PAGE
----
Wednesday, March 02, 2005

Brooks (almost) right about family

Amber Taylor disagrees with David Brooks, who insists that married couples should have joint checking accounts. I am inclined to disagree with anything that Brooks writes about family, but here I'm more or less with Brooks, though I do think couples should just decide for themselves, without too much intervention from the smug pundits of the nation. But what seems impractical to me about Amber's suggestion is that, in this ultra-romantic couple she envisions, who pays for dinner when the pair goes out? Will the couple, after 45 years of marriage, be saying, "You ordered the entree, but I only ordered the appetizer, so you owe..." I'm thinking this would get tiresome after a while.

Amber makes a point I mostly agree with, which is that "a separate bank account can be the only way for people in abusive relationships to escape a controlling spouse." The problem arises, though: Just because the account is separate doesn't mean there's any money in it. Assuming the abused spouse is also the one who raised the kids, there's no particular reason to assume that she's saved up enough from high school or college part-time jobs to go and live on her own if her husband becomes unbearable.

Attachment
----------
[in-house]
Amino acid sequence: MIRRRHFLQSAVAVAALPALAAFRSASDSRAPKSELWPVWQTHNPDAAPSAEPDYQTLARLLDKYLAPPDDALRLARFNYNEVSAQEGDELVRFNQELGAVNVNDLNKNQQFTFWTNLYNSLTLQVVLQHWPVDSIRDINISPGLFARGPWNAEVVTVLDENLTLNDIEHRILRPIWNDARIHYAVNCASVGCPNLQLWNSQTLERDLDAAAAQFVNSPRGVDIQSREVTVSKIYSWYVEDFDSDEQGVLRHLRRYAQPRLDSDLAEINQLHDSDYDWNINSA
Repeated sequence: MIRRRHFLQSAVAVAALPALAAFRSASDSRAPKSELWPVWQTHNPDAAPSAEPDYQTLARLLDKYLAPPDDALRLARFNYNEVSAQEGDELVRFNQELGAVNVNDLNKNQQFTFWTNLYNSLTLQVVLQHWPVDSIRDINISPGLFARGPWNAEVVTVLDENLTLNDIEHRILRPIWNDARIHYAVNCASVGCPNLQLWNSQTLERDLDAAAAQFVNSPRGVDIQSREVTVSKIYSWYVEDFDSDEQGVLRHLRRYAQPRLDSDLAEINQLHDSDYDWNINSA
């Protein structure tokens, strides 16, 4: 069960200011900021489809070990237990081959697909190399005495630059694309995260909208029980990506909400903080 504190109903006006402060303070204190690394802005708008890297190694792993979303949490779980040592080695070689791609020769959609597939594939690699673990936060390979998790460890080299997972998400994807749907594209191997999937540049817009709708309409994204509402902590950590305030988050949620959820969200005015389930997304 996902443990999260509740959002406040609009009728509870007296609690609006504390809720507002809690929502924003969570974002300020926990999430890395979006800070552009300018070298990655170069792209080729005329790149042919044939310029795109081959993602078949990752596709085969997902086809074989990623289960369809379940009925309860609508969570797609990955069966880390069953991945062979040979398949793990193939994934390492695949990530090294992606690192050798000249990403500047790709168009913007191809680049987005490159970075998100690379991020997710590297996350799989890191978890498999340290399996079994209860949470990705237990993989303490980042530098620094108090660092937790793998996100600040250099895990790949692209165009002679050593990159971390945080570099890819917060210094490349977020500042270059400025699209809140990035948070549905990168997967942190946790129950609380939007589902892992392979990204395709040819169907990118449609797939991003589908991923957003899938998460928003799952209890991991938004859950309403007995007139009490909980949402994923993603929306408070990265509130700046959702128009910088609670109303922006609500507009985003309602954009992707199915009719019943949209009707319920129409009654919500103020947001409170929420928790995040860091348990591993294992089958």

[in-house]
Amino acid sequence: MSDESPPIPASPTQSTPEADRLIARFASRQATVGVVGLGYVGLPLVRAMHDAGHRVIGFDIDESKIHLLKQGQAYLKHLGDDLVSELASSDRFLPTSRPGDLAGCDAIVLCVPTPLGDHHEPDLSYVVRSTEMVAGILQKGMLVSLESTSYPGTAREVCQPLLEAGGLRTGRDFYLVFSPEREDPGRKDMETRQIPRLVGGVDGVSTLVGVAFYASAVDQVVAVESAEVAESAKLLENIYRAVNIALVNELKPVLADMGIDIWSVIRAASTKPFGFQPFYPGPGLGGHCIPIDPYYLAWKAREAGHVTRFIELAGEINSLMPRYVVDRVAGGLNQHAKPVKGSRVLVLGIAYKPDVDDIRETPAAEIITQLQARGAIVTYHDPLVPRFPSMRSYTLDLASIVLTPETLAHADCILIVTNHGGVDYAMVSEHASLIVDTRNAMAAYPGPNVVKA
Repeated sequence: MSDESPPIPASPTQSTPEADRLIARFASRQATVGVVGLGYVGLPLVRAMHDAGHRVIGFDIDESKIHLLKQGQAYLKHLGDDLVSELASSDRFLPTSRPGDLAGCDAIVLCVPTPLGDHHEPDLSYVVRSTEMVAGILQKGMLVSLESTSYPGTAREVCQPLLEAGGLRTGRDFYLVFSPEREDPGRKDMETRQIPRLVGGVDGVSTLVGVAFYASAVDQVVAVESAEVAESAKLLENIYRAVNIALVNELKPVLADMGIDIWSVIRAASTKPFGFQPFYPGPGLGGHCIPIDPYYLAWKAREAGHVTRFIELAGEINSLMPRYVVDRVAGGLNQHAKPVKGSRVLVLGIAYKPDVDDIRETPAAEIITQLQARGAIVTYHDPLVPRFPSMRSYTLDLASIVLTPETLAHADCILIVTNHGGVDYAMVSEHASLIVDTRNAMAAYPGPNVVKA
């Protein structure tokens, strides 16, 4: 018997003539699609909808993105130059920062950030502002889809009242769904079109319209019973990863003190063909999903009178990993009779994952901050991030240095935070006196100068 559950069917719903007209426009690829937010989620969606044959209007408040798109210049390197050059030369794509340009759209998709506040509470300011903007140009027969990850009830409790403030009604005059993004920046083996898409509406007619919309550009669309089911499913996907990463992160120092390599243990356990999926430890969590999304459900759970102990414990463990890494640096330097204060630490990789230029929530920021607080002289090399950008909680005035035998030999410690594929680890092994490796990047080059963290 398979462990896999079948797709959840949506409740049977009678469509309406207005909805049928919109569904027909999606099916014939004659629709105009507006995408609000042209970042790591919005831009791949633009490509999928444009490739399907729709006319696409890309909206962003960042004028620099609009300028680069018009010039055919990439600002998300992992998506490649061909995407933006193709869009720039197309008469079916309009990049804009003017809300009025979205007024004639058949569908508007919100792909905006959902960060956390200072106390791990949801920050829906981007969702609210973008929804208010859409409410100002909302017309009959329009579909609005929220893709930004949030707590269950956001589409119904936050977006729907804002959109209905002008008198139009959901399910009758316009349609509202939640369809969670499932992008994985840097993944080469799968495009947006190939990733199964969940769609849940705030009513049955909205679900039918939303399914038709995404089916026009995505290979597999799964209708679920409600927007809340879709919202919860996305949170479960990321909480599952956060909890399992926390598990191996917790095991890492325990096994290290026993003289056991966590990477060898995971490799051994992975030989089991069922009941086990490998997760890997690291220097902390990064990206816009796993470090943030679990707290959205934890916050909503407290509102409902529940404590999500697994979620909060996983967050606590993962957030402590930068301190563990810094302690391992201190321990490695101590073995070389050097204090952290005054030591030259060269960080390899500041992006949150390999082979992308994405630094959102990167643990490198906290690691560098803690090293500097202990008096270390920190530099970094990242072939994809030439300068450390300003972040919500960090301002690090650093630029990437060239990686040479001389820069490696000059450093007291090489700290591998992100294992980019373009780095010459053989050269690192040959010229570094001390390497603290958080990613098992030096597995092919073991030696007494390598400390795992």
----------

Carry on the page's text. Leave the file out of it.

And finally, Amber asks, "what must it be like to be married to someone who sees your relationship as based on sacrifice, not mutual benefit and joy?" Here, I'm not sure why these are mutually exclusive categories, except because David Brooks differentiates between "the romantic happiness, which is filled with exhilaration and self-fulfillment, and family happiness, built on self-abnegation and sacrifice," and it is with him that Amber is arguing. In any relationship, the joy ought to be greater than the sacrifice, but if a relationship (of any kind) is abandoned whenever the first day passes in which sacrifice outweighs the joy, then there would be no marriages, no friendships, no families, no normal work environments, and so on. There is a certain joy, also, in sacrifice itself. Knowing that there are people who will put up with you even if you're being kinda annoying is, I believe, pretty basic to happiness.

1 comment:

Amber said...

I don't find any joy in sacrifice, but there's no reason to abandon a relationship when things get rough if you reasonably expect that the long term benefits of staying and working it out would be greater than the short term benefits of leaving. But if you've got decades of "meh" stretching out in front of you, and you don't live in 19th C. Russia and can make your own life without a husband, why stay?

The food question bothered me too, but I would say that can easily be handled either by agreeing that all food is paid from a joint account, not your separate accounts, or by keeping my current rule of "person who picks the restaurant/proposes going out pays."